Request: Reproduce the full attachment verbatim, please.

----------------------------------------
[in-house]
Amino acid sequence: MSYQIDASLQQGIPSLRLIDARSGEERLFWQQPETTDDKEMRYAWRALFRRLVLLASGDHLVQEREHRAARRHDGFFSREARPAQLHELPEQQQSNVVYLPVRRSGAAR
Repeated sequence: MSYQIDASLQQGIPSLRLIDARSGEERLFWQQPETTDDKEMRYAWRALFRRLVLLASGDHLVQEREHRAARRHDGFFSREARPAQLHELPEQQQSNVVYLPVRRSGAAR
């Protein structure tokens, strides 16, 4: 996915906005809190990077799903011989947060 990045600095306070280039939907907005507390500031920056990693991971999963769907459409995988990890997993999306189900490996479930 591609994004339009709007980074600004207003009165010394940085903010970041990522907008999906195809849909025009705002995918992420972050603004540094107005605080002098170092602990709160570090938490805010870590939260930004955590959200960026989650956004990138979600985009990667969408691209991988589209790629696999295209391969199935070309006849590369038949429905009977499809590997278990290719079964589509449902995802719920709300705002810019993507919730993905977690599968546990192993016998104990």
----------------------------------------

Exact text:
[in-house]
Amino acid sequence: MSYQIDASLQQGIPSLRLIDARSGEERLFWQQPETTDDKEMRYAWRALFRRLVLLASGDHLVQEREHRAARRHDGFFSREARPAQLHELPEQQQSNVVYLPVRRSGAAR
Repeated sequence: MSYQIDASLQQGIPSLRLIDARSGEERLFWQQPETTDDKEMRYAWRALFRRLVLLASGDHLVQEREHRAARRHDGFFSREARPAQLHELPEQQQSNVVYLPVRRSGAAR
């Protein structure tokens, strides 16, 4: 996915906005809190990077799903011989947060 990045600095306070280039939907907005507390500031920056990693991971999963769907459409995988990890997993999306189900490996479930 591609994004339009709007980074600004207003009165010394940085903010970041990522907008999906195809849909025009705002995918992420972050603004540094107005605080002098170092602990709160570090938490805010870590939260930004955590959200960026989650956004990138979600985009990667969408691209991988589209790629696999295209391969199935070309006849590369038949429905009977499809590997278990290719079964589509449902995802719920709300705002810019993507919730993905977690599968546990192993016998104990």